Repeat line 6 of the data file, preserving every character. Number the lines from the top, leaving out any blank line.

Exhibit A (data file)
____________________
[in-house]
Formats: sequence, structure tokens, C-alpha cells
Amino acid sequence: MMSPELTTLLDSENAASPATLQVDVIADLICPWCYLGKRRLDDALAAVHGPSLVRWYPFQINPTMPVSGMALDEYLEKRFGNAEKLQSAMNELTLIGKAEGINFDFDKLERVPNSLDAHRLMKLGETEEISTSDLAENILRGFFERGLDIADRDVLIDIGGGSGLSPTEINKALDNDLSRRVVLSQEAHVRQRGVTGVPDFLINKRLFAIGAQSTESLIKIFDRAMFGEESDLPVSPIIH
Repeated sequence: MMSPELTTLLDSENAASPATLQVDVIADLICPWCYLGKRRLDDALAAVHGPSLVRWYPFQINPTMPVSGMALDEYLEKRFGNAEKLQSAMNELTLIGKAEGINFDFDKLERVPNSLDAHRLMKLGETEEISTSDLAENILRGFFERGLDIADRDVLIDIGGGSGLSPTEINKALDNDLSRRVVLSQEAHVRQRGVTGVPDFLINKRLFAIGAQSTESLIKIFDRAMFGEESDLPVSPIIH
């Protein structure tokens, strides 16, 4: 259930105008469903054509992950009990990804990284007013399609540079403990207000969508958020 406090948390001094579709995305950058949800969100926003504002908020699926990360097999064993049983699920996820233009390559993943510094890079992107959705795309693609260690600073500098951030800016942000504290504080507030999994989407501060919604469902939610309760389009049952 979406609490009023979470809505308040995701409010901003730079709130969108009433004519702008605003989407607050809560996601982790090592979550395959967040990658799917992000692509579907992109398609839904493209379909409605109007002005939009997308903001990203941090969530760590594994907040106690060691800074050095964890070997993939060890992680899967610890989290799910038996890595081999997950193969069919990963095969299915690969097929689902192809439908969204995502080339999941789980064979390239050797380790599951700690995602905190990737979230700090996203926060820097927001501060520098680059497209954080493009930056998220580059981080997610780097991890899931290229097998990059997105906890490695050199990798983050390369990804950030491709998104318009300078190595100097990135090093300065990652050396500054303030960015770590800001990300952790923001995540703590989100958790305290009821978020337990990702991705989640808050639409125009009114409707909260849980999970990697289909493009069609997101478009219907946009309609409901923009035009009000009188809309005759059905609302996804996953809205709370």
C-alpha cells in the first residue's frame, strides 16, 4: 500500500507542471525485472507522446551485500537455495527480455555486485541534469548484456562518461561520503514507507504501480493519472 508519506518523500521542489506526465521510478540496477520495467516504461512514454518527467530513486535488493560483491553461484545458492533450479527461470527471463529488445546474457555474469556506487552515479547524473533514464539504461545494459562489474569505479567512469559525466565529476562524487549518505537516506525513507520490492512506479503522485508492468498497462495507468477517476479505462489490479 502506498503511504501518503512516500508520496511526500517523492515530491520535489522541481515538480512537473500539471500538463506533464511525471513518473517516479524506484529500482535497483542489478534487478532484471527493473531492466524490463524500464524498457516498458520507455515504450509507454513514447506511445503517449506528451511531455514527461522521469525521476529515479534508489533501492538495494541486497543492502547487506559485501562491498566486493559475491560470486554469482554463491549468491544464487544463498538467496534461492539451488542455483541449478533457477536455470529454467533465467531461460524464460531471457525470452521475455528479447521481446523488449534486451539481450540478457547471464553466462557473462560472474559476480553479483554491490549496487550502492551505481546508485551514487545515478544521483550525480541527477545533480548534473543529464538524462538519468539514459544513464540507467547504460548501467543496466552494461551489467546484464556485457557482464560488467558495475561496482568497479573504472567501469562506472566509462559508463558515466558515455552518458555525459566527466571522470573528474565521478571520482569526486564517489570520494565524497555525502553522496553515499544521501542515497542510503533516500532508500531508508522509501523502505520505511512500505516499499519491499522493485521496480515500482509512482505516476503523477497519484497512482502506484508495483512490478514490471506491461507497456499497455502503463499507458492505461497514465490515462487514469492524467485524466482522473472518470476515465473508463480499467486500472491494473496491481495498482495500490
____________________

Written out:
C-alpha cells in the first residue's frame, strides 16, 4: 500500500507542471525485472507522446551485500537455495527480455555486485541534469548484456562518461561520503514507507504501480493519472 508519506518523500521542489506526465521510478540496477520495467516504461512514454518527467530513486535488493560483491553461484545458492533450479527461470527471463529488445546474457555474469556506487552515479547524473533514464539504461545494459562489474569505479567512469559525466565529476562524487549518505537516506525513507520490492512506479503522485508492468498497462495507468477517476479505462489490479 502506498503511504501518503512516500508520496511526500517523492515530491520535489522541481515538480512537473500539471500538463506533464511525471513518473517516479524506484529500482535497483542489478534487478532484471527493473531492466524490463524500464524498457516498458520507455515504450509507454513514447506511445503517449506528451511531455514527461522521469525521476529515479534508489533501492538495494541486497543492502547487506559485501562491498566486493559475491560470486554469482554463491549468491544464487544463498538467496534461492539451488542455483541449478533457477536455470529454467533465467531461460524464460531471457525470452521475455528479447521481446523488449534486451539481450540478457547471464553466462557473462560472474559476480553479483554491490549496487550502492551505481546508485551514487545515478544521483550525480541527477545533480548534473543529464538524462538519468539514459544513464540507467547504460548501467543496466552494461551489467546484464556485457557482464560488467558495475561496482568497479573504472567501469562506472566509462559508463558515466558515455552518458555525459566527466571522470573528474565521478571520482569526486564517489570520494565524497555525502553522496553515499544521501542515497542510503533516500532508500531508508522509501523502505520505511512500505516499499519491499522493485521496480515500482509512482505516476503523477497519484497512482502506484508495483512490478514490471506491461507497456499497455502503463499507458492505461497514465490515462487514469492524467485524466482522473472518470476515465473508463480499467486500472491494473496491481495498482495500490